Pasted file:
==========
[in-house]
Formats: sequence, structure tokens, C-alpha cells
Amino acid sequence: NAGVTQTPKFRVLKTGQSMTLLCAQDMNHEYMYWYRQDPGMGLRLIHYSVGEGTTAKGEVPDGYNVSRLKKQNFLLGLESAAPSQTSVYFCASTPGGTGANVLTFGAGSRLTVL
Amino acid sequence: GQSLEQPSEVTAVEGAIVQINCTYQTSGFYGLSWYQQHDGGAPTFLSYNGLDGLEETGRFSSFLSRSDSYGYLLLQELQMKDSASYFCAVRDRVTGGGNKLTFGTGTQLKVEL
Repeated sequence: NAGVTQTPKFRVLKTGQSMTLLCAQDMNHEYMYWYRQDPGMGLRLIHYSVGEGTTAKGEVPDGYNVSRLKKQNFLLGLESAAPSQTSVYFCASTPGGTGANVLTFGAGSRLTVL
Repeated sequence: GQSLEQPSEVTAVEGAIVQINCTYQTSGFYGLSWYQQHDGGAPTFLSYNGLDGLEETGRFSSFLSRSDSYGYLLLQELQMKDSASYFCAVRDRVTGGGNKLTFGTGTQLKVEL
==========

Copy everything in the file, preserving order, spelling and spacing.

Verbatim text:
[in-house]
Formats: sequence, structure tokens, C-alpha cells
Amino acid sequence: NAGVTQTPKFRVLKTGQSMTLLCAQDMNHEYMYWYRQDPGMGLRLIHYSVGEGTTAKGEVPDGYNVSRLKKQNFLLGLESAAPSQTSVYFCASTPGGTGANVLTFGAGSRLTVL
Amino acid sequence: GQSLEQPSEVTAVEGAIVQINCTYQTSGFYGLSWYQQHDGGAPTFLSYNGLDGLEETGRFSSFLSRSDSYGYLLLQELQMKDSASYFCAVRDRVTGGGNKLTFGTGTQLKVEL
Repeated sequence: NAGVTQTPKFRVLKTGQSMTLLCAQDMNHEYMYWYRQDPGMGLRLIHYSVGEGTTAKGEVPDGYNVSRLKKQNFLLGLESAAPSQTSVYFCASTPGGTGANVLTFGAGSRLTVL
Repeated sequence: GQSLEQPSEVTAVEGAIVQINCTYQTSGFYGLSWYQQHDGGAPTFLSYNGLDGLEETGRFSSFLSRSDSYGYLLLQELQMKDSASYFCAVRDRVTGGGNKLTFGTGTQLKVEL